In an attempt to run her fingers through her hair, to ease her headache, she tuts when they get caught and regrets the dreadlocks twisted down her back. What's left of her fingers come away gritty and sticky. The ribbon holding her locks back is too loose.
"Now here's the kicker," she laughs, the sound strangled by a cough. "Am I talking about the pledge of the Daleks? Or the Time Lords?"
Her hearts beat erratically in her chest, regardless of her outer calm. One is too slow, the rhythm is three instead of four. She can feel the movement as her world, or what's left of it, keeps turning.
The ground crackles as the Dalek slides up next to her. "Daleks. Are. Superior." It recites, a practiced phrase. It sounds so sure of itself, of the stance of its species.
Nodding, resigned, she leans back on her heals and struggles to stand. Her damn leg, limp and bloody and useless. She manages to balance anyway.
"Do you know who I am?" She asks, head tilted and eyes far away. Fingers interlaced at the base of her neck, she supports her head as she gazes at the sky, seeing every dwindling life in the universe spinning around every withering star.
"An. Enemy." It says, like that's all there is.
"Narrow it down a bit, if you would." There's amusement in her voice, in the crinkle of her eyes and the curl of her lips. Chapped and cracked, but smiling.
For some reason, it obliges. "A. Time. Lord."
"Narrower," she sings.
She scoffs, turning to face the Dalek, scowling. "Now you're just generalizing. All Time Lords are weapons, we're made that way. It's a rank, a title to be earned, should one be so lucky. No," she nearly growls, somehow intimidating in all her limp glory. "You know who I am, what I am, what I was made for. It's why you haven't killed me yet."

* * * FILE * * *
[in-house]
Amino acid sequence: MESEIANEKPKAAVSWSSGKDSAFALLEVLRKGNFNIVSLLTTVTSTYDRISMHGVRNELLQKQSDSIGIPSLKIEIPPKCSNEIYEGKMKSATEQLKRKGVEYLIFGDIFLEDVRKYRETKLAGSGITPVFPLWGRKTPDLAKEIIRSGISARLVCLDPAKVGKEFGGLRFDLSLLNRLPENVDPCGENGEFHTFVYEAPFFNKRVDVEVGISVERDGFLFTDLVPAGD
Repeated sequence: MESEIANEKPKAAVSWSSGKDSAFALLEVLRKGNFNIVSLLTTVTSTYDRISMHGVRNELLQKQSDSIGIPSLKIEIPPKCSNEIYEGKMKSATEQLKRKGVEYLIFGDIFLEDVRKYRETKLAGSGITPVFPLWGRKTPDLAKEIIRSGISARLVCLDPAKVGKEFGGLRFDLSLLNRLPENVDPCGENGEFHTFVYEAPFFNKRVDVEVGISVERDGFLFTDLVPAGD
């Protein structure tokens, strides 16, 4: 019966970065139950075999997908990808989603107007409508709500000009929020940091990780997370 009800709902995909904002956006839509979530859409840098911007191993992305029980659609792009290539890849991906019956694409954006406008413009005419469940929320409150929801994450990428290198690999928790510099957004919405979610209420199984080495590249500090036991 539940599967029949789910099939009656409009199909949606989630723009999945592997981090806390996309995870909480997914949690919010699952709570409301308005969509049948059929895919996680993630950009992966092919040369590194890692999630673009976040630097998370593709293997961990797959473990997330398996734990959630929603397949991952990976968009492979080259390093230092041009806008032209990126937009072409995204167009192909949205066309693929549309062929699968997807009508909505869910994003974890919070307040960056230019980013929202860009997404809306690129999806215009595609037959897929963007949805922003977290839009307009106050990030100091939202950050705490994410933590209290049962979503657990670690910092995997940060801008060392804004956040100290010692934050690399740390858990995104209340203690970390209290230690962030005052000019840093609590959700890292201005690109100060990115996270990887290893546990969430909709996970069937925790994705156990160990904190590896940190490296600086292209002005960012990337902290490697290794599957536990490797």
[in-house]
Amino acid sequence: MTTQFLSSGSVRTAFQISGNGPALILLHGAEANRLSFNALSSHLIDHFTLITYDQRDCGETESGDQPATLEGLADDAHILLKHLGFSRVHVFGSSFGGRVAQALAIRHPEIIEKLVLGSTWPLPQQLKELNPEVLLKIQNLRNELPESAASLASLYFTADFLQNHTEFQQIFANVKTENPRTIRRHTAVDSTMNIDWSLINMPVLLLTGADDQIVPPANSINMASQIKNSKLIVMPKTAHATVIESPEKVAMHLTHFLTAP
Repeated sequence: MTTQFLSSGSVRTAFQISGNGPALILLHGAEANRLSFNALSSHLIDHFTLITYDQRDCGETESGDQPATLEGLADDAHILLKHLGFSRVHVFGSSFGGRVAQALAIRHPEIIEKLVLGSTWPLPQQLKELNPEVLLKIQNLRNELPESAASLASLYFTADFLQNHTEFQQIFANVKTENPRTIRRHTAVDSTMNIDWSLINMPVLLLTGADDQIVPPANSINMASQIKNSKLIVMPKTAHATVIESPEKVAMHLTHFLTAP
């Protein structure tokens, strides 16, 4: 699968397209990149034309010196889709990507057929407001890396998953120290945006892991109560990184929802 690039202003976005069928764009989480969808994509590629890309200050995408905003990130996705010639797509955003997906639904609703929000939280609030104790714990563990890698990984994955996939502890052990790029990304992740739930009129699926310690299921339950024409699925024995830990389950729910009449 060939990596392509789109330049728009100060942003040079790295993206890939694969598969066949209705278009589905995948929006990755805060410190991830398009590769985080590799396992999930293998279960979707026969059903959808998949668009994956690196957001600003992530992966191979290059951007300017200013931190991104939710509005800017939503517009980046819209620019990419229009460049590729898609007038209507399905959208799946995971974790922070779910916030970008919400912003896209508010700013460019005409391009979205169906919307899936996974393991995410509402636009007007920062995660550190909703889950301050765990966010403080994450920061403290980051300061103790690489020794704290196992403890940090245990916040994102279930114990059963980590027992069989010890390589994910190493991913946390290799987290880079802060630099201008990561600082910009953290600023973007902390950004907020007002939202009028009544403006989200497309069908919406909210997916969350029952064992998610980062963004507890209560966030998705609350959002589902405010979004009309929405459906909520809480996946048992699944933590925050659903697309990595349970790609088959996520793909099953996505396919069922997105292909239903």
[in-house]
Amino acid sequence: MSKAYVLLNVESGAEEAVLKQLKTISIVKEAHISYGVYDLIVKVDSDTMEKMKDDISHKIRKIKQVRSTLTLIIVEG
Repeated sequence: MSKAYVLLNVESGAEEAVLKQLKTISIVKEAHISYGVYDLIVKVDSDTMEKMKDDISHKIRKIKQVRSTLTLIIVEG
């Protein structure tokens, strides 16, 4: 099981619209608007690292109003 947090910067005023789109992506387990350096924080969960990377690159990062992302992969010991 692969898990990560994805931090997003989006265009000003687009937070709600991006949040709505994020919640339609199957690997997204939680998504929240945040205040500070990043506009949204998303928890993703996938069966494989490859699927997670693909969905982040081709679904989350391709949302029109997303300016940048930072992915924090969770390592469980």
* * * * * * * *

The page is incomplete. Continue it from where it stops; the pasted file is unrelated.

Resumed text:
The Dalek twists back and forth, almost anxiously. "You. Are. Nothing. More. Than. A. Nuisance." It's a weak response.
She rolls her eyes, gold flakes flickering amongst the brown. Looking down at her scuffed arms and bruised wrists, she sighs. She's suddenly very tired. "I used to be tan, you know? Not in a previous body, in this one. I traveled to wonderful places, in a beauty of a ship, and I was tan. I dreadlocked my hair because I wanted to be wild, I wanted to protest. Now I'm pale and my hair gets in the way and I'm bleeding. That last one isn't new though."
"You. Are. Dying." The Dalek says matter-of-factly.
"Yeah," she nods, feeling the growing struggle in her breadth, "but you don't want me to die. The Daleks need me, or they think they do. I shouldn't even be here."
Her hands are shaking. Her gaze catches on the burning red fabric of another soldier's uniform. She closes her eyes.
"I was given an order," she whispers. The sound carries across the space between them. "I've been ordered to do such despicable things. Things I'm not proud of, but I did anyway. I was given an order, an order I refused with everything I had, and I don't even remember why. And now, I'm dying because of it. I wasn't supposed to be here."